Shows & Panels
- The 2014 Big Picture on Cyber Security
- AFCEA Answers
- Ask the CIO
- Building the Hybrid Cloud
- Connected Government: How to Build and Procure Network Services for the Future
- Continuing Diagnostics and Mitigation: Discussion of Progress and Next Steps
- Federal Executive Forum
- Federal Tech Talk
- The Future of Government Data Centers
- The Future of IT: How CIOs Can Enable the Service-Oriented Enterprise
- The Intersection: Where Technology Meets Transformation
- Maximizing ROI Through Data Center Consolidation
- Mitigating Insider Threats in Virtual & Cloud Environments
- Modern Mission Critical Series
- Moving to the Cloud. What's the best approach for me
- Navigating Tough Choices in Government Cloud Computing
- The New Generation of Database
- Satellite Communications: Acquiring SATCOM in Tight Times
- Targeting Advanced Threats: Proven Methods from Detection through Remediation
- Transformative Technology: Desktop Virtualization in Government
- The Truth About IT Opex and Software Defined Networking
- Value of Health IT
- Air Traffic Management Transformation Report
- Cloud First Report
- General Dynamics IT Enterprise Center
- Gov Cloud Minute
- Government in Technology Series
- Homeland Security Cybersecurity Market Report
- National Cybersecurity Awareness Month
- Technology Insights
- The Cyber Security Report
- The Next Generation Cyber Security Experts
Shows & Panels
Don't miss your chance to tell your boss what you really think
Tuesday - 6/10/2014, 11:52am EDT
As of Tuesday morning, about 330,000 employees have completed the online survey, OPM officials said in a press call with reporters. Another 80,000 or so are still in the process of completing the survey.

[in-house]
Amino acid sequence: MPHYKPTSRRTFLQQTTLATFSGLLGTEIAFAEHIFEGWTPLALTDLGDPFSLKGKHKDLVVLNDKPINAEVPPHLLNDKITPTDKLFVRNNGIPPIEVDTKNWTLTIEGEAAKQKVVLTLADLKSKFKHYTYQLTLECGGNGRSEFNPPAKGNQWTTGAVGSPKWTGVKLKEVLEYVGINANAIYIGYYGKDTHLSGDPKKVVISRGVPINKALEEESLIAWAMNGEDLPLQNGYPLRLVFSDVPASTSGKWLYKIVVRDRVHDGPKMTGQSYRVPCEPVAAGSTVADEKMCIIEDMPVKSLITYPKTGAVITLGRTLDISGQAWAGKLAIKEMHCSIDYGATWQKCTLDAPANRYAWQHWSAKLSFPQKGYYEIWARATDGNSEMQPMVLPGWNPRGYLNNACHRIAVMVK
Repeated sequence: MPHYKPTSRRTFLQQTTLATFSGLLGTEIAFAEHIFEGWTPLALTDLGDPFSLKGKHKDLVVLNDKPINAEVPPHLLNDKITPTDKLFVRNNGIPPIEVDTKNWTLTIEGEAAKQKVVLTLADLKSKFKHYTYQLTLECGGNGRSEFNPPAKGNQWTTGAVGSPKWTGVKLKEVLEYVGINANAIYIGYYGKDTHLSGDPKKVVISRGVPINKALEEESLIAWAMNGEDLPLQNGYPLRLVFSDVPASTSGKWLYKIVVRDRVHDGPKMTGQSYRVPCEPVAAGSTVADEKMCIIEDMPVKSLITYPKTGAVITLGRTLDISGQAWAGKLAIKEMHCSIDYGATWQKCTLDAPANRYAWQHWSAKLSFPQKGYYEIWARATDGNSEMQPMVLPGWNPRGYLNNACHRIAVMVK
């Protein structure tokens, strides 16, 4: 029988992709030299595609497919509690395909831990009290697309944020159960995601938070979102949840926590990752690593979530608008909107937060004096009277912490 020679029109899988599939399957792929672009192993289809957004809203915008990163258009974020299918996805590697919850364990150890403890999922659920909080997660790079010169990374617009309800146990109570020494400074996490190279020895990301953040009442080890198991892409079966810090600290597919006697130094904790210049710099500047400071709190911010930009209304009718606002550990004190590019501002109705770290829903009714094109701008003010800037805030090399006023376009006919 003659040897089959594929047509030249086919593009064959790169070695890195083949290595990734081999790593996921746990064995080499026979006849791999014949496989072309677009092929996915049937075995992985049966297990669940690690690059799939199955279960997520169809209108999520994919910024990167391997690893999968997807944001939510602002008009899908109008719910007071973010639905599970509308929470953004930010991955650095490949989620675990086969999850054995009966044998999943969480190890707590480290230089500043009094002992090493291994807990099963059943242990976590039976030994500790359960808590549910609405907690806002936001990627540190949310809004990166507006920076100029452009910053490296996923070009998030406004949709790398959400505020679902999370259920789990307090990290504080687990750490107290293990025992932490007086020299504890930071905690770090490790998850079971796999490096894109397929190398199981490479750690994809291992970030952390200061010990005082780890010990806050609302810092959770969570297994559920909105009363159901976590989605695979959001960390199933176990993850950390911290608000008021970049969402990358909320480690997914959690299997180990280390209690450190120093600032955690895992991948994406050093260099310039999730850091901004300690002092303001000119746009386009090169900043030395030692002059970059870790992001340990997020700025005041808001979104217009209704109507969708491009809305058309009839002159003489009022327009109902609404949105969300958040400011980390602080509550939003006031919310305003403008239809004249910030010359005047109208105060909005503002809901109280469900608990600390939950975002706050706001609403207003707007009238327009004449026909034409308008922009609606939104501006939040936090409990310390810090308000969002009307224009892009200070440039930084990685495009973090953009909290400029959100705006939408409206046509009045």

That's slightly less than the number of surveys completed during the final week of the survey period last year, which was extended by a week.
There are no plans to extend the survey period this year, and OPM is making a big push to get responses in.
"For the survey to be successful, as many employees as possible must take the survey," OPM Director Katherine Archuleta said. "We've made it clear to the managers that they must encourage and make it possible for the employees to take time out of their busy day to fill out the survey."
At smaller agencies, such as OPM, the survey is provided to all employees. At larger agencies, sampling is used to capture a representative slice of the agency's workforce.
Last year, the overall governmentwide response rate was 48 percent.
"We're hoping that we can do better than that," Archuleta added.
As part of those efforts, OPM has posted a video to YouTube explaining the importance of the survey in helping agency managers improve their operations.
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In recent years, the survey has revealed declining federal-employee morale. In 2013, overall employee satisfaction fell for the second year in a row, dragged down by a sharp drop in employees' satisfaction with their pay.
While governmentwide results for 2014 won't be published until late fall, agencies will start receiving targeted reports from OPM in August.
"At the request of the agencies, we've pushed that timeline up by about a month," Archuleta said. "The managers were very anxious to get this data as quickly as possible."
In addition to broad agency snapshots, managers are also able to drill down into office-specific results. All told, the survey data is broken down into more than 12,000 individual agency components, which supervisors can use "to find out exactly what their employees are thinking," she added.
Also new this year, is an employee-engagement dashboard, which President Barack Obama introduced in his fiscal 2015 budget request.
The new tool will combine data from the survey as well as agency performance data.
The dashboard is "on target" to be deployed to agencies by the end of the month, said Jonathan Foley, director of OPM's Office of Planning and Policy Analysis.
It will include at least three years of survey data on engagement and satisfaction. When 2014 EVS data is "available to be folded into that dashboard, we will do that automatically," he said. "So managers will be able to see that data at that point in visual form."
OPM has also worked closely with managers to allow them to customize the dashboard with their own data.
"They're able now to load up the data from their own agencies," Archuleta said. "So they're going to get not only the broad picture but the very specific picture about each of their agencies as they load up their dashboard."